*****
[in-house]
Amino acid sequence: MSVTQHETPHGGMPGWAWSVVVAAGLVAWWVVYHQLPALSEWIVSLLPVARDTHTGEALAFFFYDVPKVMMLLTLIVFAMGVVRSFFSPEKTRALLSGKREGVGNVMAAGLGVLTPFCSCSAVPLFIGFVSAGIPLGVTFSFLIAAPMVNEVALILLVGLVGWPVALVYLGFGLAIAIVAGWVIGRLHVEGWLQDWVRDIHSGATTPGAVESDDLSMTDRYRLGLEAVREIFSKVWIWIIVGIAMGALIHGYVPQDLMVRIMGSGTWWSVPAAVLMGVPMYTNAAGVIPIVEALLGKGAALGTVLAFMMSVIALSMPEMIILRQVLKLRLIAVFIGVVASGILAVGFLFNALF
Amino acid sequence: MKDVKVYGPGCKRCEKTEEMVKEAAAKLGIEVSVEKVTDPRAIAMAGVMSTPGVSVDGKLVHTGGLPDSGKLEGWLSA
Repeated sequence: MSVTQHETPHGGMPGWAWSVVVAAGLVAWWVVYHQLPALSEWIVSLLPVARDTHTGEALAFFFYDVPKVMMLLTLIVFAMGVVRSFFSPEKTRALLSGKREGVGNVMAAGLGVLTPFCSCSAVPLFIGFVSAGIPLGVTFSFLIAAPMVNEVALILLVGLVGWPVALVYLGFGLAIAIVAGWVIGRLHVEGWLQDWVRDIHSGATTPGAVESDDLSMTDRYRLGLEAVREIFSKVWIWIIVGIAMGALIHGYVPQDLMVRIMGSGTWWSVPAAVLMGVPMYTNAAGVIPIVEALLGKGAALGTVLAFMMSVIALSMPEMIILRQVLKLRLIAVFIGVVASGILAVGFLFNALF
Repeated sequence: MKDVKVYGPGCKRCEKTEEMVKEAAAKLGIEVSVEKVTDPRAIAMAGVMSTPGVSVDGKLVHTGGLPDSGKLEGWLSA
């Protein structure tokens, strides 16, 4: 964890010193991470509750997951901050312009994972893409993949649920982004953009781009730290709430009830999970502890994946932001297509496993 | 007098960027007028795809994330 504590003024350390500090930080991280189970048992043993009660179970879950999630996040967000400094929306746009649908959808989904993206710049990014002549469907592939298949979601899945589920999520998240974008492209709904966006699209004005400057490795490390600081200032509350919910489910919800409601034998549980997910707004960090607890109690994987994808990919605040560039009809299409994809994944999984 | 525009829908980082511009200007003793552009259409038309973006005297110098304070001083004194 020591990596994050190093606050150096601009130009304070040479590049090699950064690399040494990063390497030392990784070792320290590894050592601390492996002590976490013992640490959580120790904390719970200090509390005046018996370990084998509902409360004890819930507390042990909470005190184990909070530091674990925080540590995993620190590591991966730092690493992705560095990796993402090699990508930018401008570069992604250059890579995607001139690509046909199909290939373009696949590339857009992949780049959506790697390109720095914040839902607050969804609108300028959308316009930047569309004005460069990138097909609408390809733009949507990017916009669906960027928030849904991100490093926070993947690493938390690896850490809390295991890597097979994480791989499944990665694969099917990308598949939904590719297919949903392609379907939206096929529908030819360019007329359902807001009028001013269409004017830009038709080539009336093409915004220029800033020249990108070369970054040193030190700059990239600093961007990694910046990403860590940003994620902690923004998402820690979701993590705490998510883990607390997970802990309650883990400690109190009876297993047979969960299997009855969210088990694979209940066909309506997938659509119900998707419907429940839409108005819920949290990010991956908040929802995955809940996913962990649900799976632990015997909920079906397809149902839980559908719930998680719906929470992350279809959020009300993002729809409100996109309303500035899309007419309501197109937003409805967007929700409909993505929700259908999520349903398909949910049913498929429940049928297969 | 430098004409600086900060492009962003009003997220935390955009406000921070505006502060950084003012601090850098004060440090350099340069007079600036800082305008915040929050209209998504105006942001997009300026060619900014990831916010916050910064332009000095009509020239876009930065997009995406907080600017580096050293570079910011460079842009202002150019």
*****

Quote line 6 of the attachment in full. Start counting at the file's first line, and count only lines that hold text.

């Protein structure tokens, strides 16, 4: 964890010193991470509750997951901050312009994972893409993949649920982004953009781009730290709430009830999970502890994946932001297509496993 | 007098960027007028795809994330 504590003024350390500090930080991280189970048992043993009660179970879950999630996040967000400094929306746009649908959808989904993206710049990014002549469907592939298949979601899945589920999520998240974008492209709904966006699209004005400057490795490390600081200032509350919910489910919800409601034998549980997910707004960090607890109690994987994808990919605040560039009809299409994809994944999984 | 525009829908980082511009200007003793552009259409038309973006005297110098304070001083004194 020591990596994050190093606050150096601009130009304070040479590049090699950064690399040494990063390497030392990784070792320290590894050592601390492996002590976490013992640490959580120790904390719970200090509390005046018996370990084998509902409360004890819930507390042990909470005190184990909070530091674990925080540590995993620190590591991966730092690493992705560095990796993402090699990508930018401008570069992604250059890579995607001139690509046909199909290939373009696949590339857009992949780049959506790697390109720095914040839902607050969804609108300028959308316009930047569309004005460069990138097909609408390809733009949507990017916009669906960027928030849904991100490093926070993947690493938390690896850490809390295991890597097979994480791989499944990665694969099917990308598949939904590719297919949903392609379907939206096929529908030819360019007329359902807001009028001013269409004017830009038709080539009336093409915004220029800033020249990108070369970054040193030190700059990239600093961007990694910046990403860590940003994620902690923004998402820690979701993590705490998510883990607390997970802990309650883990400690109190009876297993047979969960299997009855969210088990694979209940066909309506997938659509119900998707419907429940839409108005819920949290990010991956908040929802995955809940996913962990649900799976632990015997909920079906397809149902839980559908719930998680719906929470992350279809959020009300993002729809409100996109309303500035899309007419309501197109937003409805967007929700409909993505929700259908999520349903398909949910049913498929429940049928297969 | 430098004409600086900060492009962003009003997220935390955009406000921070505006502060950084003012601090850098004060440090350099340069007079600036800082305008915040929050209209998504105006942001997009300026060619900014990831916010916050910064332009000095009509020239876009930065997009995406907080600017580096050293570079910011460079842009202002150019």